Anticipating resuscitation. “ Time is of the utmost importance. Delay is damaging to the infant. Act promptly, accurately and gently” (Virginia Apgar). Some form of resuscitation is required in about 5–10% of all deliveries; about 2 per 1,000 require intubation. A person with sole responsibility for the baby and who is trained in the skills of basic resuscitation should be present at all deliveries, but an individual with advanced resuscitation skills should be present at the following types of deliveries (the list is not exhaustive). A person with more experience should be called if there has been prolonged fetal bradycardia, or the delivery is of a preterm baby of marginal viability.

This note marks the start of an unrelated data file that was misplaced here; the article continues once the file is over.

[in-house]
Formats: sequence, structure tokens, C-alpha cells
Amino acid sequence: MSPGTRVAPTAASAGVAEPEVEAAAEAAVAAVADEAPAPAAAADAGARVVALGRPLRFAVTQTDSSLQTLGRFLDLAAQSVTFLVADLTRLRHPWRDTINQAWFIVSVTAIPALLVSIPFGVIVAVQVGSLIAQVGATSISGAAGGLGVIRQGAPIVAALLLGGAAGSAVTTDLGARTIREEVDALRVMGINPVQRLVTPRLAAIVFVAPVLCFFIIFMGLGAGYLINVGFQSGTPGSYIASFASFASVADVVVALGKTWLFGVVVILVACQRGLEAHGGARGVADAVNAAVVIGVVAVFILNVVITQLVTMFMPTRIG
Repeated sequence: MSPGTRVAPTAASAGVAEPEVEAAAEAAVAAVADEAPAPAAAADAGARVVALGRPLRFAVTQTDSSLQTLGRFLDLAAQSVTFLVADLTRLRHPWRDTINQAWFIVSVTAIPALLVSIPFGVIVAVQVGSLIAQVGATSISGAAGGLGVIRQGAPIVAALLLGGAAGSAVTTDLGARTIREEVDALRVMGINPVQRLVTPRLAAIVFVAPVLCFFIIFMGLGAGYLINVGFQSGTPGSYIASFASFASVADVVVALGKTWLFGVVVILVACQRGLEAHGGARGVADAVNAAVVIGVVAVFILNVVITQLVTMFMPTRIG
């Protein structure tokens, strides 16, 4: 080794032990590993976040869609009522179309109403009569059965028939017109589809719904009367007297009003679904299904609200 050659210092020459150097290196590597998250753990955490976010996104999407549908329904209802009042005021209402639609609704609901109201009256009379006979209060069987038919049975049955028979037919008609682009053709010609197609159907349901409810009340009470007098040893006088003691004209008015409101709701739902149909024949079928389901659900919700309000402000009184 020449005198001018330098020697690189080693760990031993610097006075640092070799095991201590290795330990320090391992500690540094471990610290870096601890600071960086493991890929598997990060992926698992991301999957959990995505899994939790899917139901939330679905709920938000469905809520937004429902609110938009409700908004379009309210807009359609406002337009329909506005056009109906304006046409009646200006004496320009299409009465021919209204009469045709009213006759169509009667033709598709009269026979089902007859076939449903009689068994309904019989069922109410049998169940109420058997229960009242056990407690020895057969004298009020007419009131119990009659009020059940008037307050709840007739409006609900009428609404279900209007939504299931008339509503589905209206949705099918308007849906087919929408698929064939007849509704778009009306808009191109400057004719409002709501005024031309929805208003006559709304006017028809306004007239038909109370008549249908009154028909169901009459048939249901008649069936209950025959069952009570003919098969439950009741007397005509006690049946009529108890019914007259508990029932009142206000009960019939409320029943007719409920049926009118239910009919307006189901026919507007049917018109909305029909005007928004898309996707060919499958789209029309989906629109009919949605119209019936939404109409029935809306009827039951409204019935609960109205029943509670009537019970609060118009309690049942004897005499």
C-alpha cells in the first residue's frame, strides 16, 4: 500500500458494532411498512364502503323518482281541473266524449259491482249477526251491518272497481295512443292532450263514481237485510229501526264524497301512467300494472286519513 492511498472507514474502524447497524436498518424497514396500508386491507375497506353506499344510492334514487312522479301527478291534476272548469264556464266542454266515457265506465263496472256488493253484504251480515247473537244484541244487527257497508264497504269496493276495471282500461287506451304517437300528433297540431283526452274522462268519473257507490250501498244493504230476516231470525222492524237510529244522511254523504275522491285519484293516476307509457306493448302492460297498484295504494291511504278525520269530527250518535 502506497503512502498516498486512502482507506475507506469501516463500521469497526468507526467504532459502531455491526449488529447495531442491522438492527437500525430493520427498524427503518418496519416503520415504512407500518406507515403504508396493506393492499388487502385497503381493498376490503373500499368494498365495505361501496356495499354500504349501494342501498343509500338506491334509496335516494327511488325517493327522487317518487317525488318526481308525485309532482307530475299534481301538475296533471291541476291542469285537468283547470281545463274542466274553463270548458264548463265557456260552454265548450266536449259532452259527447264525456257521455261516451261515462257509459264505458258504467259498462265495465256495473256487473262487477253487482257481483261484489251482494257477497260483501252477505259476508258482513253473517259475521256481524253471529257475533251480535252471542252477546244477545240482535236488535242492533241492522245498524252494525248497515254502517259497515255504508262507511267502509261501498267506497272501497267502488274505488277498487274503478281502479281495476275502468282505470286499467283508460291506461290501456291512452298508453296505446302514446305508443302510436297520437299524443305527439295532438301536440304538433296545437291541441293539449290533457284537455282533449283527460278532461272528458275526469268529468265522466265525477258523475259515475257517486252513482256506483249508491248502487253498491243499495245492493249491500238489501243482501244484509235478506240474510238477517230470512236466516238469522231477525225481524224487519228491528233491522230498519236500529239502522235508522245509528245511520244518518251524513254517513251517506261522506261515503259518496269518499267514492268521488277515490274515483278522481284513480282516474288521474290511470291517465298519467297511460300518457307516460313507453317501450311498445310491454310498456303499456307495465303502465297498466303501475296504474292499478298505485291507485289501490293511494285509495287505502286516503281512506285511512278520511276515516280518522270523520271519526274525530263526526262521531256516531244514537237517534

Vaginal breech delivery
Normal postnatal transition. Most babies establish independent breathing and circulation quickly after birth, crying lustily and becoming pink within a few minutes. During...
KeywordsTherapeutic Hypothermia Chest Compression Congenital Diaphragmatic Hernia Neonatal Resuscitation Choanal Atresia
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